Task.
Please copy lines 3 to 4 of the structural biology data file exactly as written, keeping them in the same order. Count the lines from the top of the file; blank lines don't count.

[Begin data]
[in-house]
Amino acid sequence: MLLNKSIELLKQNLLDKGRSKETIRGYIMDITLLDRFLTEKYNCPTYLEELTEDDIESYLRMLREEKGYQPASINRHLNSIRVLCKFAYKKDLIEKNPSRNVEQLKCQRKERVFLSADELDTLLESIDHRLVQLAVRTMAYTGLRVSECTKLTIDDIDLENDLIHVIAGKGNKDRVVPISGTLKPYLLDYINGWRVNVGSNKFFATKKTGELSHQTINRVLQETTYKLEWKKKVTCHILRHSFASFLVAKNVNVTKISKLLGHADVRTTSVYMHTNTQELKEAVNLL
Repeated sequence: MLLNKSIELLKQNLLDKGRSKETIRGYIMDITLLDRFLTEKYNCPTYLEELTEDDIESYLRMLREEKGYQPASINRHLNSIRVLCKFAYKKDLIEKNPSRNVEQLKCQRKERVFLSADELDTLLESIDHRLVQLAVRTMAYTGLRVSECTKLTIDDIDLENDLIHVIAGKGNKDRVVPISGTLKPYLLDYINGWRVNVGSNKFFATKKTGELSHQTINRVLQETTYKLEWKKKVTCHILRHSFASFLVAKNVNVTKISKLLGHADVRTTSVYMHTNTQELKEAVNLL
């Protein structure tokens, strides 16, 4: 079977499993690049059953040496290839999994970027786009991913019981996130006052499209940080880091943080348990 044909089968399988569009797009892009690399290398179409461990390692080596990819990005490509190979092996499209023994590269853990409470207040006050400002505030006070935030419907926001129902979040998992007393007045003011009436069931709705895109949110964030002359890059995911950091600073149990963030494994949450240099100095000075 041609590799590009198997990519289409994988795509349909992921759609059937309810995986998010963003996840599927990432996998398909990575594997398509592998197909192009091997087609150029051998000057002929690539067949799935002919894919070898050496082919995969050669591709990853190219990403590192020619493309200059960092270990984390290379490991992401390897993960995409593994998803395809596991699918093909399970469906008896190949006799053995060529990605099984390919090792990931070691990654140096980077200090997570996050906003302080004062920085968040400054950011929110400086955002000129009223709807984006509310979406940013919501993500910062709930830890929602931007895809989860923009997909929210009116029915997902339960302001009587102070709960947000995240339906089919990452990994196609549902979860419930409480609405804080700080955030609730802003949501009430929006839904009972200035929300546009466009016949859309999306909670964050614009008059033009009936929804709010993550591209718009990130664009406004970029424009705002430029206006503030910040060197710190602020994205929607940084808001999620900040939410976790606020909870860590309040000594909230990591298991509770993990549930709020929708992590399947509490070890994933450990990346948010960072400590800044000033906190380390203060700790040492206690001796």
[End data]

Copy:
Repeated sequence: MLLNKSIELLKQNLLDKGRSKETIRGYIMDITLLDRFLTEKYNCPTYLEELTEDDIESYLRMLREEKGYQPASINRHLNSIRVLCKFAYKKDLIEKNPSRNVEQLKCQRKERVFLSADELDTLLESIDHRLVQLAVRTMAYTGLRVSECTKLTIDDIDLENDLIHVIAGKGNKDRVVPISGTLKPYLLDYINGWRVNVGSNKFFATKKTGELSHQTINRVLQETTYKLEWKKKVTCHILRHSFASFLVAKNVNVTKISKLLGHADVRTTSVYMHTNTQELKEAVNLL
């Protein structure tokens, strides 16, 4: 079977499993690049059953040496290839999994970027786009991913019981996130006052499209940080880091943080348990 044909089968399988569009797009892009690399290398179409461990390692080596990819990005490509190979092996499209023994590269853990409470207040006050400002505030006070935030419907926001129902979040998992007393007045003011009436069931709705895109949110964030002359890059995911950091600073149990963030494994949450240099100095000075 041609590799590009198997990519289409994988795509349909992921759609059937309810995986998010963003996840599927990432996998398909990575594997398509592998197909192009091997087609150029051998000057002929690539067949799935002919894919070898050496082919995969050669591709990853190219990403590192020619493309200059960092270990984390290379490991992401390897993960995409593994998803395809596991699918093909399970469906008896190949006799053995060529990605099984390919090792990931070691990654140096980077200090997570996050906003302080004062920085968040400054950011929110400086955002000129009223709807984006509310979406940013919501993500910062709930830890929602931007895809989860923009997909929210009116029915997902339960302001009587102070709960947000995240339906089919990452990994196609549902979860419930409480609405804080700080955030609730802003949501009430929006839904009972200035929300546009466009016949859309999306909670964050614009008059033009009936929804709010993550591209718009990130664009406004970029424009705002430029206006503030910040060197710190602020994205929607940084808001999620900040939410976790606020909870860590309040000594909230990591298991509770993990549930709020929708992590399947509490070890994933450990990346948010960072400590800044000033906190380390203060700790040492206690001796």